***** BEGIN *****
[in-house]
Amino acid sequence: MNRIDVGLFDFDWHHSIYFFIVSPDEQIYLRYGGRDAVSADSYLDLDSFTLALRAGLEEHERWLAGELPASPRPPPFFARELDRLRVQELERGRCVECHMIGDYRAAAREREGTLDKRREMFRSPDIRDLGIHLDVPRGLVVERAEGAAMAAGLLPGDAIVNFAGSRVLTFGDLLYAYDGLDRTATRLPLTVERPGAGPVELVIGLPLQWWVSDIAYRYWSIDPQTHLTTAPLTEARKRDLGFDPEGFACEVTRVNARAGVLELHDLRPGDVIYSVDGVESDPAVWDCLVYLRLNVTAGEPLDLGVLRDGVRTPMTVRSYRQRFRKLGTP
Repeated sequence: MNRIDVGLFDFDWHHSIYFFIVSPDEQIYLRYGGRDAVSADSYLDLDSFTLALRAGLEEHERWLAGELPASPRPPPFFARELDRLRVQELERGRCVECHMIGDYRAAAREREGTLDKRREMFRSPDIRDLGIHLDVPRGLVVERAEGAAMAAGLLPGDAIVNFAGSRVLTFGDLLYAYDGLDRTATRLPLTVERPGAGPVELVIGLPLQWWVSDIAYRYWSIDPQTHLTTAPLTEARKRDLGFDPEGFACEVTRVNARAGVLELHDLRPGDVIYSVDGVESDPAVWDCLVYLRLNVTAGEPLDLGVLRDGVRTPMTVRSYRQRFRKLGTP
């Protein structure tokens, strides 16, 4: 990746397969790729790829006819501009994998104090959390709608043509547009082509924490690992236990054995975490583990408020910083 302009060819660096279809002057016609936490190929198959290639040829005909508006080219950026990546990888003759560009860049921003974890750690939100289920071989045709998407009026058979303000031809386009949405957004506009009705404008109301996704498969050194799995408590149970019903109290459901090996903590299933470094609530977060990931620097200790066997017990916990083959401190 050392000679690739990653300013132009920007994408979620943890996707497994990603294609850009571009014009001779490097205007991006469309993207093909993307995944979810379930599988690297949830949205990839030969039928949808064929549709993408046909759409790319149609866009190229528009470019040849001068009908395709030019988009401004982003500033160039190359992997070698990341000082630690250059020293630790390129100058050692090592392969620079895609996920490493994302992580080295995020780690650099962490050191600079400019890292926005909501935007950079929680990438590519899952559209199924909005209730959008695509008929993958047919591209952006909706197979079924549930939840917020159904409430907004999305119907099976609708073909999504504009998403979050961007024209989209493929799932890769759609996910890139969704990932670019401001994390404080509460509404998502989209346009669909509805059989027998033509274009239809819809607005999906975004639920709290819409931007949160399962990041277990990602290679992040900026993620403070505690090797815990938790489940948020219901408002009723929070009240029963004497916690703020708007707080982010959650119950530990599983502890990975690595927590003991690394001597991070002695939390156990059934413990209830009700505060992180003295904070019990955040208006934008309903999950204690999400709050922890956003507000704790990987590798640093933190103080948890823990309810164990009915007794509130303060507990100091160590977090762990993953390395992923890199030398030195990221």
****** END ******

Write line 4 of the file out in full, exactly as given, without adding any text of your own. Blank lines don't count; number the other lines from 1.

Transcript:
């Protein structure tokens, strides 16, 4: 990746397969790729790829006819501009994998104090959390709608043509547009082509924490690992236990054995975490583990408020910083 302009060819660096279809002057016609936490190929198959290639040829005909508006080219950026990546990888003759560009860049921003974890750690939100289920071989045709998407009026058979303000031809386009949405957004506009009705404008109301996704498969050194799995408590149970019903109290459901090996903590299933470094609530977060990931620097200790066997017990916990083959401190 050392000679690739990653300013132009920007994408979620943890996707497994990603294609850009571009014009001779490097205007991006469309993207093909993307995944979810379930599988690297949830949205990839030969039928949808064929549709993408046909759409790319149609866009190229528009470019040849001068009908395709030019988009401004982003500033160039190359992997070698990341000082630690250059020293630790390129100058050692090592392969620079895609996920490493994302992580080295995020780690650099962490050191600079400019890292926005909501935007950079929680990438590519899952559209199924909005209730959008695509008929993958047919591209952006909706197979079924549930939840917020159904409430907004999305119907099976609708073909999504504009998403979050961007024209989209493929799932890769759609996910890139969704990932670019401001994390404080509460509404998502989209346009669909509805059989027998033509274009239809819809607005999906975004639920709290819409931007949160399962990041277990990602290679992040900026993620403070505690090797815990938790489940948020219901408002009723929070009240029963004497916690703020708007707080982010959650119950530990599983502890990975690595927590003991690394001597991070002695939390156990059934413990209830009700505060992180003295904070019990955040208006934008309903999950204690999400709050922890956003507000704790990987590798640093933190103080948890823990309810164990009915007794509130303060507990100091160590977090762990993953390395992923890199030398030195990221």